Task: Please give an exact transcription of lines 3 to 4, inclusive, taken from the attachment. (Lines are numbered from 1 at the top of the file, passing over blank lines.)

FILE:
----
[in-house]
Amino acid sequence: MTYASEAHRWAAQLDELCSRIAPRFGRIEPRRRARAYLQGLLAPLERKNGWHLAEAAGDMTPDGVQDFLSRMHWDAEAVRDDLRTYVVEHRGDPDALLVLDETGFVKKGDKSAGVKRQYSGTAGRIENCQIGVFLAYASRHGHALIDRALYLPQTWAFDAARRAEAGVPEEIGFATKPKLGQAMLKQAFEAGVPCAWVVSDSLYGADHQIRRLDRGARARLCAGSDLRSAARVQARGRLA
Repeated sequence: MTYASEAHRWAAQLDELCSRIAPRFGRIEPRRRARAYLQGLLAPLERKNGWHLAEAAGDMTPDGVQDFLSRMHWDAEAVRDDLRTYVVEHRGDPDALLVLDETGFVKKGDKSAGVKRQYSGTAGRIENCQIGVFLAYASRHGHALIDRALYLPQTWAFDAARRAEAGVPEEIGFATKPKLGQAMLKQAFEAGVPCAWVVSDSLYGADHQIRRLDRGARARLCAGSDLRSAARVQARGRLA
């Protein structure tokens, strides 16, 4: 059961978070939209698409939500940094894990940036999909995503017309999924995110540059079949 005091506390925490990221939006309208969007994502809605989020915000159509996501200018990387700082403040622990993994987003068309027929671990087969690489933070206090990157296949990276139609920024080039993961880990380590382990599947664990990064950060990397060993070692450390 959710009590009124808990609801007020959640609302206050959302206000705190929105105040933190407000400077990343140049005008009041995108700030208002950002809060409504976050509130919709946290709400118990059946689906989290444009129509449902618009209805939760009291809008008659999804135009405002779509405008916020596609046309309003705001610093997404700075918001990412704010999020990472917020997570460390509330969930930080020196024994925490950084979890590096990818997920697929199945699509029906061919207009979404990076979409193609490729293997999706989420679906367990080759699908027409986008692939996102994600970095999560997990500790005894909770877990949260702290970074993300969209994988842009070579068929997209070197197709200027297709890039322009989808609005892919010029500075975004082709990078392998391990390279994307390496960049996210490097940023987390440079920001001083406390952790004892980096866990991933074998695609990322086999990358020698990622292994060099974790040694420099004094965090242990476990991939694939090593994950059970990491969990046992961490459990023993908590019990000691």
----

Repeated sequence: MTYASEAHRWAAQLDELCSRIAPRFGRIEPRRRARAYLQGLLAPLERKNGWHLAEAAGDMTPDGVQDFLSRMHWDAEAVRDDLRTYVVEHRGDPDALLVLDETGFVKKGDKSAGVKRQYSGTAGRIENCQIGVFLAYASRHGHALIDRALYLPQTWAFDAARRAEAGVPEEIGFATKPKLGQAMLKQAFEAGVPCAWVVSDSLYGADHQIRRLDRGARARLCAGSDLRSAARVQARGRLA
């Protein structure tokens, strides 16, 4: 059961978070939209698409939500940094894990940036999909995503017309999924995110540059079949 005091506390925490990221939006309208969007994502809605989020915000159509996501200018990387700082403040622990993994987003068309027929671990087969690489933070206090990157296949990276139609920024080039993961880990380590382990599947664990990064950060990397060993070692450390 959710009590009124808990609801007020959640609302206050959302206000705190929105105040933190407000400077990343140049005008009041995108700030208002950002809060409504976050509130919709946290709400118990059946689906989290444009129509449902618009209805939760009291809008008659999804135009405002779509405008916020596609046309309003705001610093997404700075918001990412704010999020990472917020997570460390509330969930930080020196024994925490950084979890590096990818997920697929199945699509029906061919207009979404990076979409193609490729293997999706989420679906367990080759699908027409986008692939996102994600970095999560997990500790005894909770877990949260702290970074993300969209994988842009070579068929997209070197197709200027297709890039322009989808609005892919010029500075975004082709990078392998391990390279994307390496960049996210490097940023987390440079920001001083406390952790004892980096866990991933074998695609990322086999990358020698990622292994060099974790040694420099004094965090242990476990991939694939090593994950059970990491969990046992961490459990023993908590019990000691």